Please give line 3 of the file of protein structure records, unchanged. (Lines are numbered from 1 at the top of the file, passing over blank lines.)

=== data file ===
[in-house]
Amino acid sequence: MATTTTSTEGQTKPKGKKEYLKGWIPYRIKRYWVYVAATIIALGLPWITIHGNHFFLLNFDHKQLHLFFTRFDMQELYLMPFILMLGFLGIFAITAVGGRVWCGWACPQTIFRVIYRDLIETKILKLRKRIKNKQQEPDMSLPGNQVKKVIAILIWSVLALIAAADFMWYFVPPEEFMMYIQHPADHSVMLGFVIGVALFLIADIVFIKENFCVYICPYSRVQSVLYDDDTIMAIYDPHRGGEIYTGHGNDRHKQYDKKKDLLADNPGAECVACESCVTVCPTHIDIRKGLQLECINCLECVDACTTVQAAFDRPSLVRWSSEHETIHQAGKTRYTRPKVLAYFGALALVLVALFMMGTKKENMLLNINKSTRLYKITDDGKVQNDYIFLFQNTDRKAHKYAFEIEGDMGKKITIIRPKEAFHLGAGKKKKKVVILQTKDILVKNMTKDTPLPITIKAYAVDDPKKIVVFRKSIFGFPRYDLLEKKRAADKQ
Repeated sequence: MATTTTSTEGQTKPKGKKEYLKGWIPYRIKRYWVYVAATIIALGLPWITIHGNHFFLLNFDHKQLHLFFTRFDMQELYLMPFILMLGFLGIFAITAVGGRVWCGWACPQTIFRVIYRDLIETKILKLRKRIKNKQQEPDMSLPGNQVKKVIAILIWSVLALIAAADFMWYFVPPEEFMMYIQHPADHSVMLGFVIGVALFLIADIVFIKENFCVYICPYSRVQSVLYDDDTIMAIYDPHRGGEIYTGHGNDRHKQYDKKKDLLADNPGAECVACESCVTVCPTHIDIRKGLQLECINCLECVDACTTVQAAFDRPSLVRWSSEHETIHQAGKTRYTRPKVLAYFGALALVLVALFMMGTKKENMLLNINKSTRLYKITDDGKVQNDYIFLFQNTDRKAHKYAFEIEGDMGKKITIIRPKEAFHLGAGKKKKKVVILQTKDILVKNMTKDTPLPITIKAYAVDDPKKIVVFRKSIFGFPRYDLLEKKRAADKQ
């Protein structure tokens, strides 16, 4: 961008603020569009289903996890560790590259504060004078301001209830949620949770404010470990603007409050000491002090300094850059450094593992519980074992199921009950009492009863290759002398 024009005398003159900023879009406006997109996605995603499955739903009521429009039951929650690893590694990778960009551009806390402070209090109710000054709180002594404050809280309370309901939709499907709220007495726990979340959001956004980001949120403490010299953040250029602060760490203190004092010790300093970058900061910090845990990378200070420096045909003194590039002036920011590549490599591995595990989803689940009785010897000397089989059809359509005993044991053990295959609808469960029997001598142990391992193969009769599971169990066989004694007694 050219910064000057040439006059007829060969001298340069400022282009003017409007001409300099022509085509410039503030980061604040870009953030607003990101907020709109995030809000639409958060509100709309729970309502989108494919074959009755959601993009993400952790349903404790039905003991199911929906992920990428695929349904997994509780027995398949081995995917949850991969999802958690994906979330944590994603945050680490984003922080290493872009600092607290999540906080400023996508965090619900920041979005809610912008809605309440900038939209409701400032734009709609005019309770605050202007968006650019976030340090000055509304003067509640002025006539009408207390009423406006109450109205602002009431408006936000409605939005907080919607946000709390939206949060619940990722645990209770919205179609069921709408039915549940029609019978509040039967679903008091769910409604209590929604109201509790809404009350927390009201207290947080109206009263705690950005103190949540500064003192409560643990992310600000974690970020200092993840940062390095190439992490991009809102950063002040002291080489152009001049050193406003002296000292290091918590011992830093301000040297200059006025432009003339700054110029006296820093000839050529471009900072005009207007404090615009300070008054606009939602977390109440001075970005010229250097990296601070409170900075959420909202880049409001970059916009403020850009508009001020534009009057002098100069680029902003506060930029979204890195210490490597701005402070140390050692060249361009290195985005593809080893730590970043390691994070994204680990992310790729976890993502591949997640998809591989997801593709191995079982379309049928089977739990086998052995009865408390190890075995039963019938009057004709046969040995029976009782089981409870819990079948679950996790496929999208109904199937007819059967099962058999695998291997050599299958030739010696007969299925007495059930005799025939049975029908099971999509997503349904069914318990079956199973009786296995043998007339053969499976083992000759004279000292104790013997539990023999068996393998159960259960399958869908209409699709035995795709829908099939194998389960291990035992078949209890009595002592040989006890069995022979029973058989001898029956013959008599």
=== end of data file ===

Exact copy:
Repeated sequence: MATTTTSTEGQTKPKGKKEYLKGWIPYRIKRYWVYVAATIIALGLPWITIHGNHFFLLNFDHKQLHLFFTRFDMQELYLMPFILMLGFLGIFAITAVGGRVWCGWACPQTIFRVIYRDLIETKILKLRKRIKNKQQEPDMSLPGNQVKKVIAILIWSVLALIAAADFMWYFVPPEEFMMYIQHPADHSVMLGFVIGVALFLIADIVFIKENFCVYICPYSRVQSVLYDDDTIMAIYDPHRGGEIYTGHGNDRHKQYDKKKDLLADNPGAECVACESCVTVCPTHIDIRKGLQLECINCLECVDACTTVQAAFDRPSLVRWSSEHETIHQAGKTRYTRPKVLAYFGALALVLVALFMMGTKKENMLLNINKSTRLYKITDDGKVQNDYIFLFQNTDRKAHKYAFEIEGDMGKKITIIRPKEAFHLGAGKKKKKVVILQTKDILVKNMTKDTPLPITIKAYAVDDPKKIVVFRKSIFGFPRYDLLEKKRAADKQ